When the remark snowballed into a controversy, the ruling BJP suspended its spokesperson Nupur Sharma and sacked Naveen Jindal, who was media head of the party’s Delhi unit.

In the suspension letter, the party’s central disciplinary committee wrote, “You have expressed views contrary to the party’s position on various matters… Pending further inquiry, you are suspended from the party and from your responsibilities with immediate effect.”

“The BJP is strongly against any ideology which insults or demeans any sect or religion. The BJP does not promote such people or philosophy,” a press release signed by BJP national general secretary Arun Singh read.

Even China joined the list of countries that have responded with varying intensities to the Prophet remarks controversy, saying that it hoped the incident could be “properly managed”.

The row also elicited a response from a United Nations (UN) spokesperson, who called for “respect and tolerance” for all religions.

“We condemn the offensive comments made by two BJP officials and we were glad to see that the party publicly condemns those comments,” US State Department spokesman Ned Price said. “We regularly engage with the Indian government at senior levels on human rights concerns including freedom of religion or belief and we encourage India to promote respect for human rights.”

But what’s worse is that Muslims in India were unable to respond to the crisis meaningfully.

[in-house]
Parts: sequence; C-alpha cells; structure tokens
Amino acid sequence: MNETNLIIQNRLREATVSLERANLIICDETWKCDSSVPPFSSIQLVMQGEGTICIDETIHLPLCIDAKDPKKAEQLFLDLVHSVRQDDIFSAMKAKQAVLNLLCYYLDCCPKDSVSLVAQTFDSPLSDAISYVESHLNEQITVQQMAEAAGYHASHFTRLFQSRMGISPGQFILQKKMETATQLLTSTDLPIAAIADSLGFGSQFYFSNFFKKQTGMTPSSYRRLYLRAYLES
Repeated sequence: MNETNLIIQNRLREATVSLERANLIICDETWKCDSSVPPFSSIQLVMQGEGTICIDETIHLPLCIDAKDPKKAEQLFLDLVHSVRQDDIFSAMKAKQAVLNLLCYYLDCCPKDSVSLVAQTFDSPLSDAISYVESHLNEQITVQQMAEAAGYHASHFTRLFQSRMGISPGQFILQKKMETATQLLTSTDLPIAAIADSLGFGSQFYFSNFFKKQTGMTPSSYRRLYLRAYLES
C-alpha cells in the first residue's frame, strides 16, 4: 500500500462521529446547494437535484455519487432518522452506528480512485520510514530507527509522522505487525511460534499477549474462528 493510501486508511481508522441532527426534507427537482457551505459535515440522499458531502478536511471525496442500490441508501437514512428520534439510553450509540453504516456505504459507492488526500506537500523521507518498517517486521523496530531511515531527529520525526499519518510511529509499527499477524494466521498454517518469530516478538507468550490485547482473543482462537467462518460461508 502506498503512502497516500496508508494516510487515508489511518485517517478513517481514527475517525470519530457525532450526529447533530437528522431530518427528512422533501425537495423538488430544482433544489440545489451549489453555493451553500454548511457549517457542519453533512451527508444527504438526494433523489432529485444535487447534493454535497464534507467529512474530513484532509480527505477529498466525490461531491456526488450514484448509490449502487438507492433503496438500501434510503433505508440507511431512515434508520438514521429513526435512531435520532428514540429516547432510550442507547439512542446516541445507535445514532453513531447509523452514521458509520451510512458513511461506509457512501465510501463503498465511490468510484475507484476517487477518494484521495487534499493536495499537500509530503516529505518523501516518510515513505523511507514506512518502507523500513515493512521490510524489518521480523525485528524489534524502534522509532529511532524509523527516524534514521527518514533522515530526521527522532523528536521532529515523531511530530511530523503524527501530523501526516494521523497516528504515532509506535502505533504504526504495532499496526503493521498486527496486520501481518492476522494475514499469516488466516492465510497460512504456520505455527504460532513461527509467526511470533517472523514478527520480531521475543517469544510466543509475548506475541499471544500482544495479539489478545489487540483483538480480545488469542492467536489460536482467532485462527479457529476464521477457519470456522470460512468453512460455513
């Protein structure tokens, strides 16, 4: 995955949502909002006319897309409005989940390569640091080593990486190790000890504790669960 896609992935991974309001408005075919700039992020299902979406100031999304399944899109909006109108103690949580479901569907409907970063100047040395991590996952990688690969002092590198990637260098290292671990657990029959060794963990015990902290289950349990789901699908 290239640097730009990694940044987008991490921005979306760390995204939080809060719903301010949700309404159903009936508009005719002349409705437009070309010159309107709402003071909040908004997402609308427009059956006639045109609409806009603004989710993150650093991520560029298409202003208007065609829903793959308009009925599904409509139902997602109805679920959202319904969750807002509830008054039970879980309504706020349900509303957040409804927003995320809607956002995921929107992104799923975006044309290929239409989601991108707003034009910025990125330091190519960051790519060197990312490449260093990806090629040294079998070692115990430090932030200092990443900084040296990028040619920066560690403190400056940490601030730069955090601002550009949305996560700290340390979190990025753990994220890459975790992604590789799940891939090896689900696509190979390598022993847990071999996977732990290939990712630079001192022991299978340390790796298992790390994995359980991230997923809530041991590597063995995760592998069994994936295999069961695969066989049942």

A deeper look at the controversy exposes the need to have better responses in specific contexts. For instance, in the current volatile situation, the responses from Indian Muslims should have been more contextual.

Claims and Rebuttals 

The controversy was triggered by derogatory remarks made by two spokespersons of the ruling-BJP party against Prophet Muhammad (PBUH), the most venerated personality amongst Muslims. Of the comments made against the Prophet were the usual accusations critical of the age difference between him and his wife Aisha (RA). He was blamed for marrying Hazrat Bibi Aisha (RA) when she was 6-years-old and 9-years-old when the marriage was consummated.

It’s important to understand the veracity of the claims made before getting into an analysis of the response from the Muslim world.

What’s in the Age?

Notwithstanding the age difference, as perceived by the current generation’s mindset, it is worth mentioning that when the marriage proposal was put forward to Hazrat Abu Bakr (RA), by Hazrat Khoula (RA), he pointed out that Aisha (RA)’s marriage was already fixed with the son of Muta’im bin Jubair. But when he talked to Muta’im bin Jubair, Muta’im said that since Abu Bakr has forsaken his ancestors’ religion, he couldn’t marry his son with Aisha (RA). Abu Bakr (RA) then accepted the proposal brought by Hazrat Khoula (RA).

Myriam Francois-Cerrah in her article written for The Guardian in 2012 on the issue opines that western as well as Indian media base their criticism on a saying attributed to Bibi Aisha herself (Sahih Bukhari volume 5, book 58, number 3894), and the debate on this issue is further complicated by the fact that some Muslims believe this to be a historically accurate account. Indeed, it is.

This doesn’t not mean that the issue cannot be understood beyond the obvious.

In seventh-century Arabia, adulthood was defined as the onset of puberty. Interestingly, of the many criticisms of Prophet Muhammad (PBUH) made at the time by his opponents, none focused on Aisha’s age at marriage, as that was the norm during those days.